Everyone knows the Fibonacci sequence:
You take a square, attach an equal square to it, then repeatedly attach a square whose side length is equal to the largest side length of the resulting rectangle.
The result is a beautiful spiral of squares whose sequence of numbers is the Fibonacci sequence:
But, what if we didn't want to use squares?
If we use equilateral triangles—instead of squares—in a similar fashion, we get an equally beautiful spiral of triangles and a new sequence: the Padovan sequence, aka A000931:
Given a positive integer, \$N\$, output \$a_N\$, the \$N\$th term in the Padovan sequence OR the first \$N\$ terms.
Assume that the first three terms of the sequence are all \$1\$. Thus, the sequence will start as follows: $$ 1,1,1,2,2,3,... $$
Any positive integer \$N\ge0\$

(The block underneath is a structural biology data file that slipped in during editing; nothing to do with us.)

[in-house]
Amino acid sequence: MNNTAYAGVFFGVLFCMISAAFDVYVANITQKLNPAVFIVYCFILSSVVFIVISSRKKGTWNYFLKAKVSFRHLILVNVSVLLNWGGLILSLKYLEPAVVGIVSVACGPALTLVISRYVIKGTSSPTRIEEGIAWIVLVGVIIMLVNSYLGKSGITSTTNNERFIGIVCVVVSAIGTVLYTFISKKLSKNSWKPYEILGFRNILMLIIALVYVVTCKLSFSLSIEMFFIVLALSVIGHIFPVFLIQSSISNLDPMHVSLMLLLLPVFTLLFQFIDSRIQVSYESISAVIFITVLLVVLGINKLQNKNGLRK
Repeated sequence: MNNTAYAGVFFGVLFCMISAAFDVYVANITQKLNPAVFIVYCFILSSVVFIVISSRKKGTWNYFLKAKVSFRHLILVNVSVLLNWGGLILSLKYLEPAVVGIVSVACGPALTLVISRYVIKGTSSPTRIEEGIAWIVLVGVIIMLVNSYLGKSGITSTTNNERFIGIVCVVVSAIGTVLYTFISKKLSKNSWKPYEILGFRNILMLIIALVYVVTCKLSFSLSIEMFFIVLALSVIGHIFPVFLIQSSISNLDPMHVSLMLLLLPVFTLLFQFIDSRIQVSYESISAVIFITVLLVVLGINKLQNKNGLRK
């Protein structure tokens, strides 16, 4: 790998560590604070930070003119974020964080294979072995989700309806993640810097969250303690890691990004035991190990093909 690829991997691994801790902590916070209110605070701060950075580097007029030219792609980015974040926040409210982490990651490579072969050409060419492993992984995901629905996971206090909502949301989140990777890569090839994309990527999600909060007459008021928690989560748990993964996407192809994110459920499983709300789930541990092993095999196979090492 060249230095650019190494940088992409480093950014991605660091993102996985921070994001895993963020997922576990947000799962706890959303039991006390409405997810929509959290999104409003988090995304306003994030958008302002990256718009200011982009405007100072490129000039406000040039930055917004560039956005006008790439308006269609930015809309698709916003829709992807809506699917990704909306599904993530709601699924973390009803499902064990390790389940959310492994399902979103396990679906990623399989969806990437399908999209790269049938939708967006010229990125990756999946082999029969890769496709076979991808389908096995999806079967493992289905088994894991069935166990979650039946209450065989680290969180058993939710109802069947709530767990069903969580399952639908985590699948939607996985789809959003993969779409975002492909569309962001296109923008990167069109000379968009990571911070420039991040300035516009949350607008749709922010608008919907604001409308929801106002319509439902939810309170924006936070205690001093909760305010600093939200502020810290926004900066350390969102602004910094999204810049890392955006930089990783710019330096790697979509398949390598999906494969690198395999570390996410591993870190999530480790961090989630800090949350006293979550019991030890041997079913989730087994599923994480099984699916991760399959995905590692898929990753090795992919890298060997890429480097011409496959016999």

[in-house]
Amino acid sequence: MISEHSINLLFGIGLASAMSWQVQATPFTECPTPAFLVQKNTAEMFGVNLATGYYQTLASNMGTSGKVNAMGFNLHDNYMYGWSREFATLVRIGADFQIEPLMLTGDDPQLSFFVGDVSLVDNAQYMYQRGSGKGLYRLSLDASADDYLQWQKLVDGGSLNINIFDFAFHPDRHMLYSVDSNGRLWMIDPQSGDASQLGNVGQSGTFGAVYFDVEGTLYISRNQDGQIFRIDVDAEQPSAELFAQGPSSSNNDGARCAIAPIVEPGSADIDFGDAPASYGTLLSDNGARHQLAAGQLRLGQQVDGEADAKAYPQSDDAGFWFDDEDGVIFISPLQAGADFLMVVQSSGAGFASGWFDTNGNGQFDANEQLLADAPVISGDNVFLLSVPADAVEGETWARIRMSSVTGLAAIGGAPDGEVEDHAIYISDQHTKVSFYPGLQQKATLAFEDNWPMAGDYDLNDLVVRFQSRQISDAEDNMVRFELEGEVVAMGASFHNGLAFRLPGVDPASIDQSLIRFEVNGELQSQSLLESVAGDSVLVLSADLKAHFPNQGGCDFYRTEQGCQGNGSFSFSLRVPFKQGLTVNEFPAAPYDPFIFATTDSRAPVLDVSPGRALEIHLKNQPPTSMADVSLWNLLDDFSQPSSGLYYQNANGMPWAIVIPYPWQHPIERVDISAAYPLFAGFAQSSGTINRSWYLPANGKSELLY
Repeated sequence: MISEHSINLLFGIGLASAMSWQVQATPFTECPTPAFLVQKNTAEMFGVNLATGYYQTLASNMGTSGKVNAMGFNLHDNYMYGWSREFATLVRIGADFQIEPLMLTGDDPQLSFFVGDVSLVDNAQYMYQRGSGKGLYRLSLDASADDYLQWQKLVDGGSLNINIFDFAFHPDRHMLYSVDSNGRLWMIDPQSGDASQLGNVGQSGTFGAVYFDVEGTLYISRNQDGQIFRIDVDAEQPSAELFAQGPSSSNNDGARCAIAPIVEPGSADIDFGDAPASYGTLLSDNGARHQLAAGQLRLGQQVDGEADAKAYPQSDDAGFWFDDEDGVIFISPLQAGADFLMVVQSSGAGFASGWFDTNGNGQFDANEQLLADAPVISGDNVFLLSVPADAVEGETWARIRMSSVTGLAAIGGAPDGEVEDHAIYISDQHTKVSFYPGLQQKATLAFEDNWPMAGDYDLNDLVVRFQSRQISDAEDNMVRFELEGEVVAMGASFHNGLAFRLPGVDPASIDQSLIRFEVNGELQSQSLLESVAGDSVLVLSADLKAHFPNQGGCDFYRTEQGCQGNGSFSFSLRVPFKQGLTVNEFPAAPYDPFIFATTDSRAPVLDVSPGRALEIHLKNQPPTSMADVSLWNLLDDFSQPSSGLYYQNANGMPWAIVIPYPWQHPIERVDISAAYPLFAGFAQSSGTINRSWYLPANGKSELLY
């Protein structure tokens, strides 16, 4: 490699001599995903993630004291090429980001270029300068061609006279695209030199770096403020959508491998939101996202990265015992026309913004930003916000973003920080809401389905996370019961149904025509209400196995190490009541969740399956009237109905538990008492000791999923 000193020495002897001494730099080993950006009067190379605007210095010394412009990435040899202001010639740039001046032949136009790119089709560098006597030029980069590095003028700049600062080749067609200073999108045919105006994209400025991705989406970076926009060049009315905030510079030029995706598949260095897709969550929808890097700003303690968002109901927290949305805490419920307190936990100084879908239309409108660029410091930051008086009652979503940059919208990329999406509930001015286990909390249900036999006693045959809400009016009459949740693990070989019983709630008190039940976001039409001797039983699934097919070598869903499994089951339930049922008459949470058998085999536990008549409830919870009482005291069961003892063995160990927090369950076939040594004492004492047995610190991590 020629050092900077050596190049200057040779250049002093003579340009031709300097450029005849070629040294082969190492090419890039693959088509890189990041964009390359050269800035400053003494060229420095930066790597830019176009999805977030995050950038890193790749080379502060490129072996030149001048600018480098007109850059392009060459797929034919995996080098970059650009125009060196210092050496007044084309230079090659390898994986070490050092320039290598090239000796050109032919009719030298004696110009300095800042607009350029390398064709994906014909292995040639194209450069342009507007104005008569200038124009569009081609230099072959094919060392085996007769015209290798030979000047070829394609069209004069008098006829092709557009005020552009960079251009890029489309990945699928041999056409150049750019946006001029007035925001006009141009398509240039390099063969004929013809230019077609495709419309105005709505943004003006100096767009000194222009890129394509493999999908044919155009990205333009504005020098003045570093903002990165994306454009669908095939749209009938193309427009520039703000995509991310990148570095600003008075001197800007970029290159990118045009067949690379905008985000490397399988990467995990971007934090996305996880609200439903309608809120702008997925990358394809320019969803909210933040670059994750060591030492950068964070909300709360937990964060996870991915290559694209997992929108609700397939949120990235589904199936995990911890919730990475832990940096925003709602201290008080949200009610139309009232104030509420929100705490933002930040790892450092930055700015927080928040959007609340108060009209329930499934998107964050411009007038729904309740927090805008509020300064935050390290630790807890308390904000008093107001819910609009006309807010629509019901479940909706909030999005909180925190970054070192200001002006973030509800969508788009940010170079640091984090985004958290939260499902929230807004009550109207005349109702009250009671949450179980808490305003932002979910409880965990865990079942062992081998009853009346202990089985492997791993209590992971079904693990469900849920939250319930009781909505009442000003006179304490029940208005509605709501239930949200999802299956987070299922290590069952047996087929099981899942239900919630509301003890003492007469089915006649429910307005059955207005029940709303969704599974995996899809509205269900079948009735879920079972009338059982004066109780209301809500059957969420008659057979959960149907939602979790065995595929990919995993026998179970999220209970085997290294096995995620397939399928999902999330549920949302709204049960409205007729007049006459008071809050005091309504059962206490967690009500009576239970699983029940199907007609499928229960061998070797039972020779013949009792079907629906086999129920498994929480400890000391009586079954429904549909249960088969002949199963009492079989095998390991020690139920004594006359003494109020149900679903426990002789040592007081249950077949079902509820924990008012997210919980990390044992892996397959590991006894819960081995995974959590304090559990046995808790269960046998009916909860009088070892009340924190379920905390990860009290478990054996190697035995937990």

Invalid input does not have to be taken into account
The \$N\$th term in the Padovan sequence OR the first \$N\$ terms of the Padovan sequence.
If the first \$N\$ terms are printed out, the output can be whatever is convenient (list/array, multi-line string, etc.)
Can be either \$0\$-indexed or \$1\$-indexed
(0-indexed, \$N\$th term)
Input | Output -------------- 0 | 1 1 | 1 2 | 1 4 | 2 6 | 4 14 | 37 20 | 200 33 | 7739
(1-indexed, first \$N\$ terms)
Input | Output -------------- 1 | 1 3 | 1,1,1 4 | 1,1,1,2 7 | 1,1,1,2,2,3,4 10 | 1,1,1,2,2,3,4,5,7,9 12 | 1,1,1,2,2,3,4,5,7,9,12,16